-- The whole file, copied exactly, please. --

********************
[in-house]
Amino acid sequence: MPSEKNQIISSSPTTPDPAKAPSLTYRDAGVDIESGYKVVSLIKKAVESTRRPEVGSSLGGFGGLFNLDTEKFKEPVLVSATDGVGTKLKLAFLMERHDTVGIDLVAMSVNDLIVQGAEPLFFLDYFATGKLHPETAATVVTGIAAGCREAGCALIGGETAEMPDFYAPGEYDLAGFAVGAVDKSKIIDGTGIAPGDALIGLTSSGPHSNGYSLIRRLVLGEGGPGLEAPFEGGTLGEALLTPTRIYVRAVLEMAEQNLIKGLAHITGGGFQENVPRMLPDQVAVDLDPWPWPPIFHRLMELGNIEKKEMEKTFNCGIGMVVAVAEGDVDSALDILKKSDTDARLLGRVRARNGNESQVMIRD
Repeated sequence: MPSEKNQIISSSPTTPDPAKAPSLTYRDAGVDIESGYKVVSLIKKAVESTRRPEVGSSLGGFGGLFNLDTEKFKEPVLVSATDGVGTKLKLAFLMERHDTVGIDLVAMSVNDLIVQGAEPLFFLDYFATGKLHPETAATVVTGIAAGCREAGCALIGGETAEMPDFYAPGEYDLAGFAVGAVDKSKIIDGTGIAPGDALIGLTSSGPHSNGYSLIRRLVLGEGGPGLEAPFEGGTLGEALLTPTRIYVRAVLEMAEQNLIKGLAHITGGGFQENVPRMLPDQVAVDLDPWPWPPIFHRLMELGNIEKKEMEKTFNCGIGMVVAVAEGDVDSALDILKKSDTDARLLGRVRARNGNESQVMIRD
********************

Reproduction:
[in-house]
Amino acid sequence: MPSEKNQIISSSPTTPDPAKAPSLTYRDAGVDIESGYKVVSLIKKAVESTRRPEVGSSLGGFGGLFNLDTEKFKEPVLVSATDGVGTKLKLAFLMERHDTVGIDLVAMSVNDLIVQGAEPLFFLDYFATGKLHPETAATVVTGIAAGCREAGCALIGGETAEMPDFYAPGEYDLAGFAVGAVDKSKIIDGTGIAPGDALIGLTSSGPHSNGYSLIRRLVLGEGGPGLEAPFEGGTLGEALLTPTRIYVRAVLEMAEQNLIKGLAHITGGGFQENVPRMLPDQVAVDLDPWPWPPIFHRLMELGNIEKKEMEKTFNCGIGMVVAVAEGDVDSALDILKKSDTDARLLGRVRARNGNESQVMIRD
Repeated sequence: MPSEKNQIISSSPTTPDPAKAPSLTYRDAGVDIESGYKVVSLIKKAVESTRRPEVGSSLGGFGGLFNLDTEKFKEPVLVSATDGVGTKLKLAFLMERHDTVGIDLVAMSVNDLIVQGAEPLFFLDYFATGKLHPETAATVVTGIAAGCREAGCALIGGETAEMPDFYAPGEYDLAGFAVGAVDKSKIIDGTGIAPGDALIGLTSSGPHSNGYSLIRRLVLGEGGPGLEAPFEGGTLGEALLTPTRIYVRAVLEMAEQNLIKGLAHITGGGFQENVPRMLPDQVAVDLDPWPWPPIFHRLMELGNIEKKEMEKTFNCGIGMVVAVAEGDVDSALDILKKSDTDARLLGRVRARNGNESQVMIRD